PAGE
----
Comments on another question pointed out that many medical journals require "written consent of any cited individual(s) noted in acknowledgments or personal communications".

I find this requirement exceedingly strange. In my own field (theoretical computer science), acknowledgements and citations of personal communications are just another form of citation. Just as ideas/results/techniques/data from another publication require citation, ideas/results/techniques/data from another human being require some form of acknowledgement. Otherwise, in both cases, the author is dishonestly claiming credit for someone else's work. An acknowledgement gives the person being thanked no more responsibility or credit for the work than a citation to one of their papers. A citation to "personal communication" is even more clearly equivalent to a paper citation.

Clearly attitudes toward citation and acknowledgement are different in medicine, and possibly in other fields; I'd like to understand why. Does being acknowledged by a medical paper imply some responsibility toward or endorsement of the content of the paper? Does acknowledging someone famous increase a medical paper's chances of being accepted or cited? Why don't the same issues attach to paper citations?

  • It not usual in mathematics either. But I remember one of my colleagues published a mathematics paper in the Proceedings of the National Academy of Sciences, and for that she had to get such permissions.
    – GEdgar
    Commented Feb 10, 2016 at 15:02
  • 3
    I recall once having read that if there is someone that you don't want to review your paper (e.g., because the person is known to dislike the field of research), finding a reason for putting this person into the acknowledgements and doing so is a way to drastically reduce the risk of getting this person as a reviewer. Perhaps part of the reason for the rule in the question is to avoid this style of cheating.
    – DCTLib
    Commented Feb 10, 2016 at 15:22
  • @GEdgar Interesting. The PNAS submission guidelines don't mention this requirement.
    – JeffE
    Commented Feb 10, 2016 at 18:09
  • @JeffE Might have been spawned by the editor based on the wording of the acknowledgement?
    – Fomite
    Commented Feb 11, 2016 at 17:54
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    @DCTLib In my experience, both as an editor and as a referee, people who are acknowledged in a paper are more likely to be chosen as referees, especially if the acknowlegement indicates that the person has already read the paper. Commented Feb 11, 2016 at 20:02

1 Answer 1


From the Lancet:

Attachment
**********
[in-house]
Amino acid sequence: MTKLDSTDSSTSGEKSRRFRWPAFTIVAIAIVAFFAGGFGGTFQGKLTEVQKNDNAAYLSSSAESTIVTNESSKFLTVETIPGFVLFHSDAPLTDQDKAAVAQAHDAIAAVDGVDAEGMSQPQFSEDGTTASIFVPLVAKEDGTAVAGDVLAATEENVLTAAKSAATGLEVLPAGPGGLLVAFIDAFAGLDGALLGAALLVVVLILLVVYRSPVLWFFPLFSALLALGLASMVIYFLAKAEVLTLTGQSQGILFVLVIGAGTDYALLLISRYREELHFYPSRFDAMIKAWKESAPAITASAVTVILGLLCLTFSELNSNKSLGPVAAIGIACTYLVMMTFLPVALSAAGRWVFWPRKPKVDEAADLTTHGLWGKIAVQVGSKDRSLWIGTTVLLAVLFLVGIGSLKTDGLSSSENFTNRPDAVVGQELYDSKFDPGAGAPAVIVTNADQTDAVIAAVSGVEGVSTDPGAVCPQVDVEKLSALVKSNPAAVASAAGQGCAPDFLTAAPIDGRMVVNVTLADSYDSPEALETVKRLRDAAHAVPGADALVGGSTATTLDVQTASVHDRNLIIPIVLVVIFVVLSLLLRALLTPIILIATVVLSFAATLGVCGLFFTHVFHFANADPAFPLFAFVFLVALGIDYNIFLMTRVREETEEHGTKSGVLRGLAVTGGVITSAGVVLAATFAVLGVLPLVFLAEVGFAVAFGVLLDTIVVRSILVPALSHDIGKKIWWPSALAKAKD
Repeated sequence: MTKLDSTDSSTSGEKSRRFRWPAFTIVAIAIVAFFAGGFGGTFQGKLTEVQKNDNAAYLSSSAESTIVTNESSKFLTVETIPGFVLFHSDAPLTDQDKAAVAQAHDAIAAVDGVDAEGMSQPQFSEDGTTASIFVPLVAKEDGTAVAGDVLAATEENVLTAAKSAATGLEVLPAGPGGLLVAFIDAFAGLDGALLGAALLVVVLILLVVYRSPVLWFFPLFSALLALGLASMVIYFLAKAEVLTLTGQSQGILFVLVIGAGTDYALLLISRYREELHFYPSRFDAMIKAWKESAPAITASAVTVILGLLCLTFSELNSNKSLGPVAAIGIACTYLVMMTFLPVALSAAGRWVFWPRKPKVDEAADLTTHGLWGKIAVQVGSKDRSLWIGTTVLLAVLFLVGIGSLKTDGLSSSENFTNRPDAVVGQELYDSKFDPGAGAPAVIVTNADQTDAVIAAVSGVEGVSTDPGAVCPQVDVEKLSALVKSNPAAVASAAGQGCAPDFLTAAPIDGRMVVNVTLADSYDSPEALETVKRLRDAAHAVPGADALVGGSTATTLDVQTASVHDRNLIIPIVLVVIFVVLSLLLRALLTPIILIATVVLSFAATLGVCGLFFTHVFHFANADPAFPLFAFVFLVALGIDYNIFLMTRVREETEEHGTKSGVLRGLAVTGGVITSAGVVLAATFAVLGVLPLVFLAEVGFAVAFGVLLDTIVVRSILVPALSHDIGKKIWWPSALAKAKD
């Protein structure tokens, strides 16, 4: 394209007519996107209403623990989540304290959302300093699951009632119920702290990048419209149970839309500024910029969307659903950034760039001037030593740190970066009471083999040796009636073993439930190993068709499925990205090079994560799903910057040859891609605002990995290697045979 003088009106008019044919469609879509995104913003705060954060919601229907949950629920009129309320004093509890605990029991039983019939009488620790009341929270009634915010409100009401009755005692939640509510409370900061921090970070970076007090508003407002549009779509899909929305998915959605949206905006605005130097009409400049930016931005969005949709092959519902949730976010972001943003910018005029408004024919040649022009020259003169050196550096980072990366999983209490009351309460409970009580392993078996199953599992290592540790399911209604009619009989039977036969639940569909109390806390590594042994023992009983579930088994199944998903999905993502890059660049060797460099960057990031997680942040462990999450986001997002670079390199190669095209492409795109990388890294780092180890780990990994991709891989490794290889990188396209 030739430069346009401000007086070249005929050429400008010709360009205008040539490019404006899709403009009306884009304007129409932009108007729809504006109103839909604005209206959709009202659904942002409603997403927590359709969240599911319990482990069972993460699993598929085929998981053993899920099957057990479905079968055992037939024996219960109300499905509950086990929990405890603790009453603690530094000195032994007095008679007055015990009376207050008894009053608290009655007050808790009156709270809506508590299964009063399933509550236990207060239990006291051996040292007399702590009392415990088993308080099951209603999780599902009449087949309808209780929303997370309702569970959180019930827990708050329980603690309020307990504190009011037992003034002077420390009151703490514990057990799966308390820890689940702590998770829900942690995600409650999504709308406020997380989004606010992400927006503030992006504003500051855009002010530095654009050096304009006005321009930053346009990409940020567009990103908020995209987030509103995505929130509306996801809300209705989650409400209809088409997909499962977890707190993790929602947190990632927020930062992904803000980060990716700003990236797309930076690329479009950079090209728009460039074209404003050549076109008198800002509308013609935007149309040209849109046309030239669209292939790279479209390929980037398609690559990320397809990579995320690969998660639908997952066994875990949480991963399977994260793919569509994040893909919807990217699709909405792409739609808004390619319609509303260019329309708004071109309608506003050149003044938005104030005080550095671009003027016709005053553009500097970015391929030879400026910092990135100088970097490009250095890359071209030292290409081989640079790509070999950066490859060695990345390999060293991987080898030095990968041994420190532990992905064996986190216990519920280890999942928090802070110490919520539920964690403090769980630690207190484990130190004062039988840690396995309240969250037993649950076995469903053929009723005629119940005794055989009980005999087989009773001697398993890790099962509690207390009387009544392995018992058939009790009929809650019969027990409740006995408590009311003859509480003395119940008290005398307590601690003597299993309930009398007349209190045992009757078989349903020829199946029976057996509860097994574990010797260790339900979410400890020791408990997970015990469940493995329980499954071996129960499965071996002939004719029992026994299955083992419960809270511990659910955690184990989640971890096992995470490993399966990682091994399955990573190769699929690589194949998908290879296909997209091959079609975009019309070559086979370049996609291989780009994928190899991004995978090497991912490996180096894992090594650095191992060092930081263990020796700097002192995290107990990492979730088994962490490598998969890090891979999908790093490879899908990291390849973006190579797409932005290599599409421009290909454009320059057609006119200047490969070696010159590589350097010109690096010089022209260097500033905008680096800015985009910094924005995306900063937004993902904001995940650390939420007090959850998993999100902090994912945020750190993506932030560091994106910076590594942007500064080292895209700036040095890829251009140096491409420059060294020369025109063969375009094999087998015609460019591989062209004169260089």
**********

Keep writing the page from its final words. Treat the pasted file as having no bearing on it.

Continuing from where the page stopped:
Acknowledgments — written consent of cited individual

From CMJA:

Authors should specify, in the acknowledgements section, contributions to the paper that should be recognized but do not justify authorship, for example critical review of the study proposal or assistance with statistical analysis. The Canadian Medical Association Journal (CMAJ) requires that these people give their written permission for their names to appear in print.

From Infection Control and Hospital Epidemiology:

Thank you notes. Persons should not be thanked in the Acknowledgments section without their knowledge and consent. Authors will be asked during the submission process to confirm they obtained permission from all persons thanked by name in the Acknowledgments section.

I suspect some of this is from the very defined notion of what constitutes authorship in medical journals, and the likelihood that someone who had some impact on the reported study would not make the authorship list. For example, the same ICJME that has developed the most widely used authorship standards also has this to say about non-author contributors:

Because acknowledgment may imply endorsement by acknowledged individuals of a study’s data and conclusions, editors are advised to require that the corresponding author obtain written permission to be acknowledged from all acknowledged individuals.

Basically, the assumption is that, by being acknowledged, there is the possibility that you could be seen as endorsing the findings of the study, and that erring on the side of caution, you should have to obtain permission before acknowledging someone.

This is even true for not medically-specific journals. Consider, for example, this entry from PLoS One:

Authors are responsible for ensuring that anyone named in the Acknowledgments agrees to be named.

  • 1
    So if someone dies before giving consent, they'll never be acknowledged... Commented Feb 11, 2016 at 7:41
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    @MassimoOrtolano In such an edge case, there's no reason not to contact the editor and talk to them about it.
    – Fomite
    Commented Feb 11, 2016 at 17:53

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